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I’m very near to the final assembly stage. The chassis and rear suspension are done, the front suspension fabricated and painted and ready, the motor about half way there (parts painted, block, heads and ignition assembled including wiring), the interior completed and installed in the body. This leaves intake and carbs to do on the motor, the grill, windshield and lights, and putting it all together. The color and the upholstery are definitely already giving it that 40’s vibe. Can’t wait to see how the stance works out and what the Kelsey Hayes wire wheels do to the look…

Here’s a composite showing the Revell ’40 Ford rear suspension, the interior and the finely detailed stock style firewall courtesy of Replicas & Miniatures Co. of Maryland. The rear suspension arms were shortened and relocated to account for the narrowed track and shorter driveshaft. The steering wheel is a Monogram ’37 Ford truck item and the instrument panel is the Revell kit item, cut out, thinned and foiled.

Thanx for lookin’,
B.

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Bernard Kron
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It’s a roller! The front suspension is assembled, almost entirely from a Revellogram ‘29/’30 Ford Pickup/Sedan kit. I split the wishbones, stripped the kit chrome and substituted Krylon Chrome paint for a duller, more period look. I really wanted to include the posable steering feature but the layout of the ’32 Ford frame interfered with the tie rod, rendered the whole setup impossibly fragile, and forced me to glue the whole thing solid. Bummer… The wheels & tires are now glued in place so the stance is set. It’s got a subtle rubber rake and sits fairly high despite the dropped front axle – very much like early postwar rods did. And I think those narrow Herb Deeks rear truck tires are just about perfect for this era hot rod. So here’s the chassis with the body mocked up into position. The motor is from a Revell ’40 Ford with the early-style dual intake from an AMT ’34 Ford 5-Window Coupe kit (special thanks to Vince and Paul for helping me out on getting hold of this period –critical part). The fuel log is scratch built but the dual lines aren’t hooked up yet, nor are the air cleaners installed. Now for fettling the hood, grill, and then cleanup and touchup on the body work, lighting, windshield (the stock height windshield is just mocked into place), and final assembly. Next week for completion?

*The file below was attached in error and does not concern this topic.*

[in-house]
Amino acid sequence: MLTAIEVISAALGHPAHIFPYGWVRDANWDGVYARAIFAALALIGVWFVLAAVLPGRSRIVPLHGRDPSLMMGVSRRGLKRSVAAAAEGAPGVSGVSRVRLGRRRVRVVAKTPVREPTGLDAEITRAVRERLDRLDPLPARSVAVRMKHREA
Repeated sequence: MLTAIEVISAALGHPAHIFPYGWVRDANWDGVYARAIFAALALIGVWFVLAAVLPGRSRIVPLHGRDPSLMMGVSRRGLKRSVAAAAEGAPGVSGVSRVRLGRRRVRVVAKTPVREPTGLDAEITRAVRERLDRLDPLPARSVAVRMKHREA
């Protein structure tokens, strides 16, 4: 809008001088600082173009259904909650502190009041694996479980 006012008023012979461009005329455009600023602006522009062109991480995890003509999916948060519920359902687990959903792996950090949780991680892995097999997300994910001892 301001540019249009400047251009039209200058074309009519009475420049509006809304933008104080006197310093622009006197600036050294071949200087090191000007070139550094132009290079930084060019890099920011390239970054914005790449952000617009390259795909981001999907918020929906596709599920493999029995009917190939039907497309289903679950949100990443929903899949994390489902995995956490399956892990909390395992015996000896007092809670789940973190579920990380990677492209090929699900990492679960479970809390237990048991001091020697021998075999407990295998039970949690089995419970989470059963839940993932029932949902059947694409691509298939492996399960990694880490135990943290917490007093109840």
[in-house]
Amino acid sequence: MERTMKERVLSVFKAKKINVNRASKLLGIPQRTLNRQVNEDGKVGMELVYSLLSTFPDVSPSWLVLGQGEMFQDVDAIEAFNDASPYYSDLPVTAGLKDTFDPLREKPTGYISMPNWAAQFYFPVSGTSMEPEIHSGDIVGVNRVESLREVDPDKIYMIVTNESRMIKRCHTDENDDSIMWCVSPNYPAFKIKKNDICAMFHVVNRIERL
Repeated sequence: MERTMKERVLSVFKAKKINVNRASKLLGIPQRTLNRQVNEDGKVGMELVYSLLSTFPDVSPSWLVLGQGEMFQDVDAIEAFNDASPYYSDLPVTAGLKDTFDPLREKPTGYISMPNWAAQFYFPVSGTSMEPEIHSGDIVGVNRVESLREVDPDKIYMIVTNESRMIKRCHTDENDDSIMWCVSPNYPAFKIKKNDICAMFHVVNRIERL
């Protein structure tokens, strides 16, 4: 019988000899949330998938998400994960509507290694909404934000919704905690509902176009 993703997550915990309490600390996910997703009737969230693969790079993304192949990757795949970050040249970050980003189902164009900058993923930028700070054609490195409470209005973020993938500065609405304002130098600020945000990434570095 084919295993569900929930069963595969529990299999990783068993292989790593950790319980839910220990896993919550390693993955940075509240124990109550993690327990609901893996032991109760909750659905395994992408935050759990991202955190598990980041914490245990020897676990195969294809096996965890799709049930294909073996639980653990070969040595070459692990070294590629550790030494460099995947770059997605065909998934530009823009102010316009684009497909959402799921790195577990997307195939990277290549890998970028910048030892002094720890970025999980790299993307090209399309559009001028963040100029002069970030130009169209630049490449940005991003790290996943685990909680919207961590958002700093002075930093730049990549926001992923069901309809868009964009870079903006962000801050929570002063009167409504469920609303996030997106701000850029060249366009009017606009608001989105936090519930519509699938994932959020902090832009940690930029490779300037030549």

Thanx for lookin’,
B.

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Lefturns75
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Yep, Bernard, I am diggin' your rod! Its on the stick. And with that full house, you should have no problem Layin' a patch and avoiding the Heat. You have me wanting to rip open some of the Deuce kits in the stash and see what kind of mess I can cobble up. Cant wait to see this finished so when you fit up the radiator shell and hood, just remember----Sam, Sam, Don't make the pants too long!!!
Ordinarily I am insane, but I do have lucid moments where I am merely stupid.
I never TRY to hit another car. But when I do I make sure its a Prius.


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Chargincharlie6
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Classic model, classic car. They don't get much better than this Bernard and your history is always top notch!!! :))) :))) :)))
Dave B.
AMB RACING Oshkosh, Wi.
You can do it, because you can!
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IAracefan
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Wow Bernard, this just keeps getting better and better. I really like your style.
B)
Kevin
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Bernard Kron
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Thanks guys!

Trouble has reared its ugly head and I’ve had to make a mid-course correction. For some time now I’ve had a problem with paint not hardening enough to avoid fingerprints while handling the car during assembly. It’s especially difficult because I’m an improvisational builder and tend to make modifications and fabrications as I go along – so I handle the model a lot. Doing fabrication and trial assembly, then doing painting and finishing, followed by final assembly is far more organized and ultimately cleaner and more precise approach. But bad habits are difficult to overcome…